Interview: Creative Director Richard Taylor of Weta, ‘Lord of the Rings’

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CHICAGO – With the heralded release this week of Peter Jackson’s “The Lord of the Rings” trilogy on Blu-ray DVD, the opportunity to appreciate the epic scope of the visionary Middle Earth in the home theater has never been so highly rendered.

Richard Taylor is Creative Director for the Weta Companies of Wellington, New Zealand, whose operations and workshop provided the design, fabrication and on-set operation of the creatures, special make-up effects and prosthetics, miniatures, armor and weaponry that makes up the three popular films in the LOTR series.

Magic Man: Ian McKellen as Gandalf Shows Off His Special Effect as part of ‘The Lord of the Rings’ Trilogy
Magic Man: Ian McKellen as Gandalf Shows Off His Special Effect in ‘The Lord of the Rings’ Trilogy
Photo Credit: © New Line Cinema

HollywoodChicago got the rare opportunity to interview Mr. Taylor in anticipation of the Blu-ray release. He spoke generously of the synergy necessary to create the whole of the Middle Earth out of electronic bytes and special effects clay.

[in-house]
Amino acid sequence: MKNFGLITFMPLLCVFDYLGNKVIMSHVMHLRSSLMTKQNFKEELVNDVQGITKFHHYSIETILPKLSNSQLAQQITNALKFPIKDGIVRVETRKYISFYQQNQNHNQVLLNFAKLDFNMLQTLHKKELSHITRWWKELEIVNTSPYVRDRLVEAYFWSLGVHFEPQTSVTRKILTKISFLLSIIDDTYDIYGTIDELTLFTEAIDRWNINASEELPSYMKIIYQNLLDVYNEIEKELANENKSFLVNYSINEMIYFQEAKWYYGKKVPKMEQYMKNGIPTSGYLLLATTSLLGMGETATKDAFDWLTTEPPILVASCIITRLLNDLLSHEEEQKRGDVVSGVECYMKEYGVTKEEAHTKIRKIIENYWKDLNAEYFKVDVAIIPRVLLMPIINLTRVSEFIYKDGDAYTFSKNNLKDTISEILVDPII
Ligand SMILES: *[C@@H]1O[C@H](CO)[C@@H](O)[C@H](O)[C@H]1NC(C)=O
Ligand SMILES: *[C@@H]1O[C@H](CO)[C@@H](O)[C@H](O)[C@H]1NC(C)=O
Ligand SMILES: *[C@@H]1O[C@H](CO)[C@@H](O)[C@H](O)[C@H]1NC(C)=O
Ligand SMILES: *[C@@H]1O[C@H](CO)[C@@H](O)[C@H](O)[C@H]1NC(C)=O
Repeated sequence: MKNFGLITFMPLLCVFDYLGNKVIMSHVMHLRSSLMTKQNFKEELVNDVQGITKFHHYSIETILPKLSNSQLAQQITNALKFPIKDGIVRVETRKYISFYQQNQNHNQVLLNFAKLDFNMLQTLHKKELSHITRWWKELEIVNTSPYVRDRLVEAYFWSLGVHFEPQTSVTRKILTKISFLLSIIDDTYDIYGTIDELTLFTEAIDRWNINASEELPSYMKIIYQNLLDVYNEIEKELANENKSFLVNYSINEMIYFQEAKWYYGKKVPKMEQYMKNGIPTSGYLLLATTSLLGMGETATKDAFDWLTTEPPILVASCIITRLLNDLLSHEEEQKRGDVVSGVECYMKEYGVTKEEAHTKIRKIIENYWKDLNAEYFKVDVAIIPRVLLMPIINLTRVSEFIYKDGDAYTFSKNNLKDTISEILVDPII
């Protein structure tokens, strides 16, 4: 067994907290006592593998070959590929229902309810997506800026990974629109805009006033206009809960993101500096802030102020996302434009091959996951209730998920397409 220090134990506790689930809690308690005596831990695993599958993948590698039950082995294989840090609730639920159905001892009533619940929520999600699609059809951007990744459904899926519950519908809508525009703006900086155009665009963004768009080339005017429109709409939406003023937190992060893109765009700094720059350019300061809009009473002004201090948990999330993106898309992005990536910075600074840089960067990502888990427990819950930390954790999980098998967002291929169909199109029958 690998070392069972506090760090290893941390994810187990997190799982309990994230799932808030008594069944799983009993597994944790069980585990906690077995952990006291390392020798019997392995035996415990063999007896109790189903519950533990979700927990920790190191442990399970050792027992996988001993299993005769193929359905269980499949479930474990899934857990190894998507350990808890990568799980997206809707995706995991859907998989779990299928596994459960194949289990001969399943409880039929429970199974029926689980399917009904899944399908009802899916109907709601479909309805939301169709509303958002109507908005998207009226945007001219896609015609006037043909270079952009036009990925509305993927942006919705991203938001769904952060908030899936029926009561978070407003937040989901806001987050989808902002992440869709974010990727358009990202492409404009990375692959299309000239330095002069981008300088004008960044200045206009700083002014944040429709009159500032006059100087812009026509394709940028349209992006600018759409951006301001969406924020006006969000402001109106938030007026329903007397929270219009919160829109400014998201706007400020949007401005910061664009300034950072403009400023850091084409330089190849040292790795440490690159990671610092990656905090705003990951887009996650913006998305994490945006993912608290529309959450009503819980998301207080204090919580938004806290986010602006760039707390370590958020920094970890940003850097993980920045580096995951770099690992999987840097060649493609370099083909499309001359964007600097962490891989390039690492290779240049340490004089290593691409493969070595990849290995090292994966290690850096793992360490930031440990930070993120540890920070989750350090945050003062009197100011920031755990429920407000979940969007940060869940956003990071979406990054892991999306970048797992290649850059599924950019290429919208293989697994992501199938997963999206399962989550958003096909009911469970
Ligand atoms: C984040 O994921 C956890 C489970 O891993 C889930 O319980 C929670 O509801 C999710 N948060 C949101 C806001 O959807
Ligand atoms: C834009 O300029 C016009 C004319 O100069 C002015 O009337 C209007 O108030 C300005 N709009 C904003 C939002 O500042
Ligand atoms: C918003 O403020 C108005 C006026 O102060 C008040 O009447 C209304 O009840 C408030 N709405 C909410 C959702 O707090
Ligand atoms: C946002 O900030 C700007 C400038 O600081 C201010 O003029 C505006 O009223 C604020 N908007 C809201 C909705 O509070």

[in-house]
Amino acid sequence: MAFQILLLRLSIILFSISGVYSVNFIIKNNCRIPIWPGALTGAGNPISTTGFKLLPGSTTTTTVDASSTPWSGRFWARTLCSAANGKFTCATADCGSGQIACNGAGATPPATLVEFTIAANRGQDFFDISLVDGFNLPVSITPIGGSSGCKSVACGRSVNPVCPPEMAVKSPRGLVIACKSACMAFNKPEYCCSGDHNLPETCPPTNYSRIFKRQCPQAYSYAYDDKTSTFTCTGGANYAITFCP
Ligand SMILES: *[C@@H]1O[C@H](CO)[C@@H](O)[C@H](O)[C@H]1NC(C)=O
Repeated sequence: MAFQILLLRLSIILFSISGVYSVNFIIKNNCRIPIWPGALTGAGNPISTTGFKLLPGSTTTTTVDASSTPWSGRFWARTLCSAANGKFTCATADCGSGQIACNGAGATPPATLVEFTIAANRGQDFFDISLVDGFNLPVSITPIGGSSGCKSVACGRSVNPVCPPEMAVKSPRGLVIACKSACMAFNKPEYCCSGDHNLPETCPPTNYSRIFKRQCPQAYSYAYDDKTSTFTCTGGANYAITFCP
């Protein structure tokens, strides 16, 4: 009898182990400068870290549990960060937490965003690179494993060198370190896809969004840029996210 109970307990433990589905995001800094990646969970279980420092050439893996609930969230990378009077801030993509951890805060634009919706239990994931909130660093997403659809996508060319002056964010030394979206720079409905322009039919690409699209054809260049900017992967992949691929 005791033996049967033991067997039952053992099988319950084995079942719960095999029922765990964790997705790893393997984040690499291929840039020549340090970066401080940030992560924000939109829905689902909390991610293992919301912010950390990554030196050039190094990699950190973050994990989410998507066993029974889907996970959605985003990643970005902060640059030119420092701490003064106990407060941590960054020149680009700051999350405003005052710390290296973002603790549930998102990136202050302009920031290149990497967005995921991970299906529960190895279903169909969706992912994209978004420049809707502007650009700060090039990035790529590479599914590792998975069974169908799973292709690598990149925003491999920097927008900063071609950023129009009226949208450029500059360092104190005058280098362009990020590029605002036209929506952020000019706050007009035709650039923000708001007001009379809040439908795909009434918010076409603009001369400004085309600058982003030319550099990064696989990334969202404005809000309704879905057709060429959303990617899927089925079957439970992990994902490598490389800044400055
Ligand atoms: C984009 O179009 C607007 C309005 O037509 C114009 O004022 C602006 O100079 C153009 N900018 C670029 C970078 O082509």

HollywoodChicago.com: When approaching the Lord of the Rings and creating a look from the source novels, what initial collaborative agreement or rules about the specifics of that look were established between you and Mr. Jackson?

Richard Taylor: That cuts to the heart of the approach for something like this. You have to set ground rules otherwise the world starts to break and loses its plausibility. Specifically, Peter wanted what I call ‘the chessboard of Middle Earth’ to have a complete believability on a flora and fauna level, so that the audience would be more accepting of the fantasy elements that are going to be set up for this world. Even the fancy elements and characters had to have an anatomical reality, so the audience could relate back to our own known world. There are no dragons with small wings that come at you in reality, so there we had to establish a firm way to move forward. Once that was established the first three or four weeks of the entire process, we all understood it and never veered from it.

HC: Creating the type of miniatures, armature and special effects necessary for something as complex as the Lord of the Ring trilogy is a specific marriage between creativity and current technology. At what phase in preproduction does that marriage have the most difficulties?